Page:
Benefit speakers tell how Fig Tree intersects with efforts
Comments of seven (Kristine Hoover, Ben Cabildo, Kiantha Duncan, Verne Windham, Terri Anderson, Jeff Lambert, Jerry White) of 14 speakers at the Fig Tree Benefits are quoted below. Others were featured in April. Share videos at thefigtree.org/Benefit2021videos.html.
It is a joy to celebrate The Fig Tree's mission of connecting people, sharing stories, opening dialogue and inspiring people. Through the years, The Fig Tree has been a reliable, enduring source for leadership in neighborhoods and organizations.
It plays a role in our aspirations to be a better, more inclusive community as it supports ecumenical, interfaith, nonprofit and community efforts.
Articles point to work that needs to be done to help us value one another and build empathy. It shares inspiring stories of those who model leadership to counter hate and leadership for the common good. The Fig Tree helps us see ourselves as a rich and diverse community that has both a moral imperative and an economic imperative.
Our work is to create welcoming communities that name justice and equity as criteria to define what leadership is and is not. We also promote what is needed to move society forward towards the beloved community. That is what The Fig Tree has done, does and will do for us.
I worked with The Fig Tree for more than 10 years through Unity in Action.
I appreciate The Fig Tree for two reasons: It provides a voice for our struggle in the community and a sense of belonging we need in our daily work to fight discrimination and marginalization.
We can read The Fig Tree and not feel alone. It gives a sense that people are out there doing the same things so we do not feel alone in the struggle. The Fig Tree is strong support for justice in the community. When people get to the point they feel like giving up, the Fig Tree's reports of struggles gives a sense of belonging and being part of a big movement.
I learned of The Fig Tree soon after moving to Spokane. It is community driven, a good read about different faiths, about different initiatives bringing the community together through justice, love and kindness.
The NAACP and Fig Tree have had a relationship for years that is important to the city and members, supporting work and organizations that do justice, love, peace and unity.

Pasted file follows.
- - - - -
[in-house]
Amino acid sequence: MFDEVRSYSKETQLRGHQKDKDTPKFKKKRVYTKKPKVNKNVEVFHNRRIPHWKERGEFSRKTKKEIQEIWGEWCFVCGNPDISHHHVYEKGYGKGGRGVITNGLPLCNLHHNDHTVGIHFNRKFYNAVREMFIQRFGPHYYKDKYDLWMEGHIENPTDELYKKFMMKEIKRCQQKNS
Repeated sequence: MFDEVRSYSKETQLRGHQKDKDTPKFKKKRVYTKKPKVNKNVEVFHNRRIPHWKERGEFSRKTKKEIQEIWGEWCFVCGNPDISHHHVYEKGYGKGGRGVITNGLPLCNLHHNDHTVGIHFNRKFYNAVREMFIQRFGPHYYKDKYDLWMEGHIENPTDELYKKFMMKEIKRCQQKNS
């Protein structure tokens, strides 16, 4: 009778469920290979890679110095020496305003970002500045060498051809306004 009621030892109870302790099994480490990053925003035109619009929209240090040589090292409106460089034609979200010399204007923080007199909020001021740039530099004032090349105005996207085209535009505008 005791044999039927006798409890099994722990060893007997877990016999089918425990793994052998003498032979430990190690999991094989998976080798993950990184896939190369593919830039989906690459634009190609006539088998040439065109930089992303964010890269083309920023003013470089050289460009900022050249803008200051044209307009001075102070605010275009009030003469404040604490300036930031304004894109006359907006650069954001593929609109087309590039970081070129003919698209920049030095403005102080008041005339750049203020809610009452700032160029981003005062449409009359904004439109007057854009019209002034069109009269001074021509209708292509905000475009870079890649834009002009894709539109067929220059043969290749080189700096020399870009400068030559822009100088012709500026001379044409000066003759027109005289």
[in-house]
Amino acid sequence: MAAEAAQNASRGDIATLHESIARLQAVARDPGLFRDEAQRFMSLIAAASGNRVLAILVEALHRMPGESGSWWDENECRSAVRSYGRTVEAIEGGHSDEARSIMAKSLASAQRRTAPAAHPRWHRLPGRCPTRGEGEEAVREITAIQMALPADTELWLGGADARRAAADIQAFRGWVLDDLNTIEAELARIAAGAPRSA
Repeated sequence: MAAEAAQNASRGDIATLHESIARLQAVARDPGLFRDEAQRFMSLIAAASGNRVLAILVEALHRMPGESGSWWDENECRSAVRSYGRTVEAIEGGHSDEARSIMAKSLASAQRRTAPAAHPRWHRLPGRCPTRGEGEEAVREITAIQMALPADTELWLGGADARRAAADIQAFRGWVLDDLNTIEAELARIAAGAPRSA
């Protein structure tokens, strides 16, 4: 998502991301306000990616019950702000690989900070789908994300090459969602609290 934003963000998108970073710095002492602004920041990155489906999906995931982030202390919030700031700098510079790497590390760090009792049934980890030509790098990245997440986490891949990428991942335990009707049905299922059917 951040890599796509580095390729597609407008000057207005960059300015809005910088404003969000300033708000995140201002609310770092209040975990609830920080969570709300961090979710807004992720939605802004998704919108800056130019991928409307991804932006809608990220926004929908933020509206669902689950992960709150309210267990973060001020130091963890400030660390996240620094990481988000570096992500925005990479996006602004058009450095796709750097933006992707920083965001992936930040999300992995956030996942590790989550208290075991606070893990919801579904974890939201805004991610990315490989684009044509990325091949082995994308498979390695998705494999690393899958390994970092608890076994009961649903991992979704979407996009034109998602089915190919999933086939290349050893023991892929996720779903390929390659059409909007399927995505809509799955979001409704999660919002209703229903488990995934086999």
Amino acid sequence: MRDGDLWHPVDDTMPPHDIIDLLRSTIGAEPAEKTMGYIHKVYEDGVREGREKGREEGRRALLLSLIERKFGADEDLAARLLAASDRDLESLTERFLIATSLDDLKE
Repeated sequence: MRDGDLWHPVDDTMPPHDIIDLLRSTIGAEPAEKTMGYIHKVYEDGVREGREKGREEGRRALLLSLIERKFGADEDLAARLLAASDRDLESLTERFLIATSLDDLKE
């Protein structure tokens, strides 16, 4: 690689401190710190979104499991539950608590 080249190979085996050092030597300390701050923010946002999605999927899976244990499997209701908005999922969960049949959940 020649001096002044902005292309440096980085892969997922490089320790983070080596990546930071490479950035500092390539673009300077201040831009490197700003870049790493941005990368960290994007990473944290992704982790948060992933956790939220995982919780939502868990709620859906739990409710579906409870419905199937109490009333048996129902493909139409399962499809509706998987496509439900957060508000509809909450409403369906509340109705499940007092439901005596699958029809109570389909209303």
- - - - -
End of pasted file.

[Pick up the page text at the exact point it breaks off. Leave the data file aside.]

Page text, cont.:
I hope you will support it.
We are not alone.
Ever stammered, stuttered and glanced at the ground when admitting you are a Christian? That happens, because we live alongside Fundamentalism that says, "I am right and you are wrong."
What do we need? Our personal fundamentalism challenged. Seeing the "other" is not a spineless capitulation to an external tolerance while we protect deep-seated pre-conceptions. We need both information and the challenge of the "other." This is a value The Fig Tree brings me: The voice of the "other."
There is so much more than my comfortable assumptions. There is the recognition of the many diverse challenges for our brothers and sisters. Then there is recognizing them in us, in me. When that happens, we begin our journey on the path to solutions.
Did I say path? There are many roads. The Fig Tree points to important ones. The ones that can lead us forward are widened and paved by our need and our collective will.
That's why I value the enlightened mechanisms of our civilization. In Spokane, The Fig Tree, its Resource Directory, and the Eastern Washington Legislative Conference are paths on that journey.
On that journey, we need to remember: I am not alone. We are not alone.
The Tenants Union has been in partnership with The Fig Tree since we opened our Spokane office in 2013. We participate in the Eastern Washington Legislative Conference, making citizens aware of tenants' needs for policy changes. Few know of landlord-tenant laws, tenants rights, what policies do and what gaps lead people to be homeless.
People also learn of our services through The Fig Tree newspaper and Resource Directory. The newspaper has run articles on the housing crises and the racial divide in housing. They bring volunteers to our agency and draw people to testify for city ordinances. Articles inspire people to write legislators.
We advertise in the Resource Directory every year and many tenants learn about us from that. Our services do no good if people do not know about them.
The Fig Tree shares our concerns for equity and justice for all.
The Fig Tree is the only publication in Spokane focusing on nonprofits. It keeps us up on innovative programs of the faith and nonprofit communities.
I was recently interviewed as director of the Dishman Hills Conservancy. The article informed readers about plans for our education program and inspired response of one woman donating a five figure amount.
The Fig Tree helps us speak truth to power and collaborate. Riverkeeper communicates ways the river needs protection and seeks to connect communities, like the five upper Columbia tribes who were water keepers for millennia.
We appreciate The Fig Tree covering issues that are hard to communicate, helping people understand why they are important. It shares stories of community members, leaders and advocates, connecting us to leaders and water advocates on law and advocacy. It's easy to lose perspective and the spiritual side. The Fig Tree highlights the spiritual nature of environmental, justice and community advocacy.
The Fig Tree is more than written words. It relates to work of creating just and loving relationships with communities and nature.
To donate, visit thefigtree.org/donate.html or send a check to The Fig Tree, 1323 S. Perry St., Spokane WA 99202.
Copyright@ The Fig Tree, May, 2021